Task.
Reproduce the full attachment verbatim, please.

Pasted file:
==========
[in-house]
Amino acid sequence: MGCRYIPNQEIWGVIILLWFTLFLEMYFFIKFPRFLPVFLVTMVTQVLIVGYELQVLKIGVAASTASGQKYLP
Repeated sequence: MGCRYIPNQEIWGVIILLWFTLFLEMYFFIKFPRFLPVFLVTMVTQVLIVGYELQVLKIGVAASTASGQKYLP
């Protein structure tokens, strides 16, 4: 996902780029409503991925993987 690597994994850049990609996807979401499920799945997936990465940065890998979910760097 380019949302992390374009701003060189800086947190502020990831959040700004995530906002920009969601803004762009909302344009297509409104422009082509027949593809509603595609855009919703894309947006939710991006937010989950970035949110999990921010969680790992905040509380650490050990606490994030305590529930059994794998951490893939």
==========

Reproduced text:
[in-house]
Amino acid sequence: MGCRYIPNQEIWGVIILLWFTLFLEMYFFIKFPRFLPVFLVTMVTQVLIVGYELQVLKIGVAASTASGQKYLP
Repeated sequence: MGCRYIPNQEIWGVIILLWFTLFLEMYFFIKFPRFLPVFLVTMVTQVLIVGYELQVLKIGVAASTASGQKYLP
């Protein structure tokens, strides 16, 4: 996902780029409503991925993987 690597994994850049990609996807979401499920799945997936990465940065890998979910760097 380019949302992390374009701003060189800086947190502020990831959040700004995530906002920009969601803004762009909302344009297509409104422009082509027949593809509603595609855009919703894309947006939710991006937010989950970035949110999990921010969680790992905040509380650490050990606490994030305590529930059994794998951490893939």